DARING TO THINK BIGGER, THAT’S HOW YOU BUILD A B2B BRAND!
It’s about much more than just the functionality and price of a product.
It’s about much more than just the functionality and price of a product.
What the world’s major brands understand is that building a brand is about much more than just the functionality and price of your product. An example of this is a supplier of an application development platform that not only offers the possibility of application development; it provides people with innovation tools, makes it easier for them to work and more enjoyable in their work. It’s about conquering a position in the brain of your customer and prospect.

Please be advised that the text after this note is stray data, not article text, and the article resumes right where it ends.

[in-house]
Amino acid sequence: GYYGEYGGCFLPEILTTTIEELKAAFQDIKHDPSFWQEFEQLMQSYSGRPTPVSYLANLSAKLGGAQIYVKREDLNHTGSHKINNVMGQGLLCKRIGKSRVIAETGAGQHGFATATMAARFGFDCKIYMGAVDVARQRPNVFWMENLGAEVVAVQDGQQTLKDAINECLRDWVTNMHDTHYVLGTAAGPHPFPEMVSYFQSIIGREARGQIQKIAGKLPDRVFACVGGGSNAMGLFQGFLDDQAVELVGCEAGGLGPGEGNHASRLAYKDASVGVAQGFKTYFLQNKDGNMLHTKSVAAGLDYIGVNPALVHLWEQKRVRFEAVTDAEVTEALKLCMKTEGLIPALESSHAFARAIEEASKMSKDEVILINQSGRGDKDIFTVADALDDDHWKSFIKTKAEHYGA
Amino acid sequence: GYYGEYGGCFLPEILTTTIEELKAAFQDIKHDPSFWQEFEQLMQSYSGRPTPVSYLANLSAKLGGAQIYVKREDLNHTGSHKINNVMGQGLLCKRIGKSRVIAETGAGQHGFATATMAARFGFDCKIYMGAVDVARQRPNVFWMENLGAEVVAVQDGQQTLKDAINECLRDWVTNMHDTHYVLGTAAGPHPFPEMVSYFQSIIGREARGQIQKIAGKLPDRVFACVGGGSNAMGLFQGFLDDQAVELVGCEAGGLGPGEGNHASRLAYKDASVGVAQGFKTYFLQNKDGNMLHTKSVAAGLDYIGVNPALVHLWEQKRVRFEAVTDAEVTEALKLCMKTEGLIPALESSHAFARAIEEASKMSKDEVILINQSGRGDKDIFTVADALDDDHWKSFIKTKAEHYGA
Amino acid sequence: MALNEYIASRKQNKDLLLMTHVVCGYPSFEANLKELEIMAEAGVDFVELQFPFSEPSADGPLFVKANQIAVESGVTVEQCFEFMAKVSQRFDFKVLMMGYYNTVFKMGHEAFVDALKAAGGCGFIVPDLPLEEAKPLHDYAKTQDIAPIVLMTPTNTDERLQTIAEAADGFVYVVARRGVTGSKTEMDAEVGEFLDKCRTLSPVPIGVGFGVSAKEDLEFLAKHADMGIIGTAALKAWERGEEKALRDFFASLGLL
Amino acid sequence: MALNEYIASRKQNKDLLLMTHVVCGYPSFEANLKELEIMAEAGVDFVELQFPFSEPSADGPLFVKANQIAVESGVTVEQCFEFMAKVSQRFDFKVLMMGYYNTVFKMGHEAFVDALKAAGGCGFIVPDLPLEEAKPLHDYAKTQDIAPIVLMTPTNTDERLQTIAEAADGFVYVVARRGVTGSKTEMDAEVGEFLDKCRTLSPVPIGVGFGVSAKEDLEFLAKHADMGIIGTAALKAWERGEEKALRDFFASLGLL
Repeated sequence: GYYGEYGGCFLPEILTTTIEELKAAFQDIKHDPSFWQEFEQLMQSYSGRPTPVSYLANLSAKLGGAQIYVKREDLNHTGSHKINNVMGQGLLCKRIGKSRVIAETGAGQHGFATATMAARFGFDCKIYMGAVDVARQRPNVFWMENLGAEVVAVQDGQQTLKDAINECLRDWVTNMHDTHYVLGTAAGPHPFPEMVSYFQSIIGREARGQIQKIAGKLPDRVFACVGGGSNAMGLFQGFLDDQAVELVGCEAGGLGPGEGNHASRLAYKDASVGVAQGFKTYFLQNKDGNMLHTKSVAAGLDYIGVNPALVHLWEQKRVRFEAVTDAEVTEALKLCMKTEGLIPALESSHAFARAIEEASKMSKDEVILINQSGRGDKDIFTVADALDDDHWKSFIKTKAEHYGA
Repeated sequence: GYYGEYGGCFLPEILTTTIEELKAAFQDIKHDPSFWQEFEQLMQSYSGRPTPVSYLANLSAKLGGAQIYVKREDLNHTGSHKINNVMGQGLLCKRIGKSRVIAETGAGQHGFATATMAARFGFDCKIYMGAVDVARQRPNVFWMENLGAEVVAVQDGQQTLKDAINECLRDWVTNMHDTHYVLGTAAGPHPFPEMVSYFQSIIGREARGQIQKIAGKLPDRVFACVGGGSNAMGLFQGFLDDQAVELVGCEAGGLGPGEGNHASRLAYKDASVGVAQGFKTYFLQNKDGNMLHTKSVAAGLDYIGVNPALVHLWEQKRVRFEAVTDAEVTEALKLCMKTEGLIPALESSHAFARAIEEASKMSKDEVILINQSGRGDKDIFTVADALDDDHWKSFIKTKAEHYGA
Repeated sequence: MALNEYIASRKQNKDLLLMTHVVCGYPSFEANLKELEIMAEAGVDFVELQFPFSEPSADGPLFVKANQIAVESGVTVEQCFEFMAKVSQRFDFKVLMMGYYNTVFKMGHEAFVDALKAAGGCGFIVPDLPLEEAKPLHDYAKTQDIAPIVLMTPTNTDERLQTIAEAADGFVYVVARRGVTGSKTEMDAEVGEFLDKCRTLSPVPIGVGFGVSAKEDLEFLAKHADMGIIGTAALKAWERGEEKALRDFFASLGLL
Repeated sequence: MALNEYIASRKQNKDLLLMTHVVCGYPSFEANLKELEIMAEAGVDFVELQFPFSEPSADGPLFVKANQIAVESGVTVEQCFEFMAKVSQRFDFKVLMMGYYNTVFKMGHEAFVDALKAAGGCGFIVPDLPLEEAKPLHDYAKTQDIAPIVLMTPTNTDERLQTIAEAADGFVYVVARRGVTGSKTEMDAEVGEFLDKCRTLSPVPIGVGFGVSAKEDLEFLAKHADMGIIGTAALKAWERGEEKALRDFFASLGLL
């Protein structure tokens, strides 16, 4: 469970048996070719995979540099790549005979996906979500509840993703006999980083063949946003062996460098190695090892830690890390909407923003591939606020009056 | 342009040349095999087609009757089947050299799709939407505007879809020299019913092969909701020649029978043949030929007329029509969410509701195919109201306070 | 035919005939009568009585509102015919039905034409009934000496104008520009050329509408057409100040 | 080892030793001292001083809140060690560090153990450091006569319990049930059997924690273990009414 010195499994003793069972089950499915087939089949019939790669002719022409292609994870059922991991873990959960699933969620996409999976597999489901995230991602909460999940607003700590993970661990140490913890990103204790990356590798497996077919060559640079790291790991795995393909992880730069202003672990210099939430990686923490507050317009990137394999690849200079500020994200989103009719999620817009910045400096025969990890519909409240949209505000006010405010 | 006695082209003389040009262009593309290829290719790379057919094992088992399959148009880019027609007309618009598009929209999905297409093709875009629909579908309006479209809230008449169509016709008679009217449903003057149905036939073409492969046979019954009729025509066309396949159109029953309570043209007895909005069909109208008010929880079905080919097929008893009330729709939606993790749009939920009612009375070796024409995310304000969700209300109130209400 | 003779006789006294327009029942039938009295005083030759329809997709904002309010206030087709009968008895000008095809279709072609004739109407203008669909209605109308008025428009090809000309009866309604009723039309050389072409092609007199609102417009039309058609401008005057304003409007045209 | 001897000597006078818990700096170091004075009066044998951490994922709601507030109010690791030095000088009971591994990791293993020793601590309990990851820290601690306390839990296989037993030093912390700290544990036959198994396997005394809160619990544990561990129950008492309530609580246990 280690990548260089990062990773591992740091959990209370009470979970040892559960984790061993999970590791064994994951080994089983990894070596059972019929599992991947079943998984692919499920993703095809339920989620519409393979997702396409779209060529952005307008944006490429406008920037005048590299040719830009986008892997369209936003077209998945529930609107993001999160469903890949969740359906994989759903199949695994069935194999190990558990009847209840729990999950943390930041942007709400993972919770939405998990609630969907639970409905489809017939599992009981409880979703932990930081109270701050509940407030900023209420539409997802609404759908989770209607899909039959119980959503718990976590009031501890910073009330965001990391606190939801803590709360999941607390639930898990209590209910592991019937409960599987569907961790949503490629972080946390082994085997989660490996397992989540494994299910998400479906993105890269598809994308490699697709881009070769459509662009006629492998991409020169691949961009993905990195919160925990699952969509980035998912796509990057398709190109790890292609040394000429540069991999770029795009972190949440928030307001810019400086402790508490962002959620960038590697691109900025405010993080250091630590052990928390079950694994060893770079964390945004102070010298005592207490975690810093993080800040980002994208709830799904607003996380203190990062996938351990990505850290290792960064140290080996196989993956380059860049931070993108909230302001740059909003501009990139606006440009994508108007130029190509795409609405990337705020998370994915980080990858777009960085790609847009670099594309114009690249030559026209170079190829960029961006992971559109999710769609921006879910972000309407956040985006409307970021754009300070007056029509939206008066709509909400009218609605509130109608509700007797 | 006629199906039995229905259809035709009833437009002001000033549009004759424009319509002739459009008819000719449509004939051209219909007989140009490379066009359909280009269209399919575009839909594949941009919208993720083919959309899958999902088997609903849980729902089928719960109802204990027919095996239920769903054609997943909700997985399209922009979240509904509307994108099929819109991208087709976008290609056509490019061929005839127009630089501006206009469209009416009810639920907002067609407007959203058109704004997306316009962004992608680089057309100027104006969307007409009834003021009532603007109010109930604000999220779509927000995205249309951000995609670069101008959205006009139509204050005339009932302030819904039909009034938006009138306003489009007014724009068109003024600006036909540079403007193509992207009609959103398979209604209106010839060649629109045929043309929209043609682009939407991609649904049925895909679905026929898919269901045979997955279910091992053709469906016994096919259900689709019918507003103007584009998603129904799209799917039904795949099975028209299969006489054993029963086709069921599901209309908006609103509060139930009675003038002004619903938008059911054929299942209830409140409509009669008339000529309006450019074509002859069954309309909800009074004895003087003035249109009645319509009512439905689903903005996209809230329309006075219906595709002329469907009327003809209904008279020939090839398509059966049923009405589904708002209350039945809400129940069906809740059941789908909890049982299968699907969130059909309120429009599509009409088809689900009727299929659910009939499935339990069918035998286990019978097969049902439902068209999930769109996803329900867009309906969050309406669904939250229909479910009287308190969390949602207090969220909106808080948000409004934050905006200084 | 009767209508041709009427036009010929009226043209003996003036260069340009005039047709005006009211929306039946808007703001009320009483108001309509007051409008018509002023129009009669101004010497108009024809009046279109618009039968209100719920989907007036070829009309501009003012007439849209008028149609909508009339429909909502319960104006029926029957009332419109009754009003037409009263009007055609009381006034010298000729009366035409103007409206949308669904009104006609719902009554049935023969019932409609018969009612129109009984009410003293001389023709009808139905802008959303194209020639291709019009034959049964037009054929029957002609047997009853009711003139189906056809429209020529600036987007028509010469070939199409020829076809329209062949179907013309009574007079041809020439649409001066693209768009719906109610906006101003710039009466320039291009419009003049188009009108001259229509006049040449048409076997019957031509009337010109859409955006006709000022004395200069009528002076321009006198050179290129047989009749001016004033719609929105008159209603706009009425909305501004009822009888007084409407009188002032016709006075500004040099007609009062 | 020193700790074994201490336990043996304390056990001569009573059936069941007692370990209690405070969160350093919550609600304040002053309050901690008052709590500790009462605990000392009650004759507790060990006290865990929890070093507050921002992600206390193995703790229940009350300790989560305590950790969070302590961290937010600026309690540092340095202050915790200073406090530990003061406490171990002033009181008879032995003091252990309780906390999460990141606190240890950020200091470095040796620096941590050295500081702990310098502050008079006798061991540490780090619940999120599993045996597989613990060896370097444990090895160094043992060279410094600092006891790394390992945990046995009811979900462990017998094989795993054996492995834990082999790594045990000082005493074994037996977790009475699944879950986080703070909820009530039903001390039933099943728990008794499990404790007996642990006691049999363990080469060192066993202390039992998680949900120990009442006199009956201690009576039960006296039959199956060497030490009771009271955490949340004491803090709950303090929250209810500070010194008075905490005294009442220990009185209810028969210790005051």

Creating a feeling or a certain emotion is essential. To achieve this, you must ensure that the available budget is spent as effectively as possible. A handy way to help with this is the sixty/forty rule. This rule means that sixty percent of the budget is invested in brand building and forty percent in activating sales. The strength lies in connecting these two aspects. The sixty percent contributes to the position we want to conquer in the brain. With the sixty percent that is invested in the brand, it is important that the focus is not only on the numbers. Measuring does indeed provide insight into the customer journey, but take a closer look at what works and what does not work when you study customer behavior and adjust your instruments accordingly.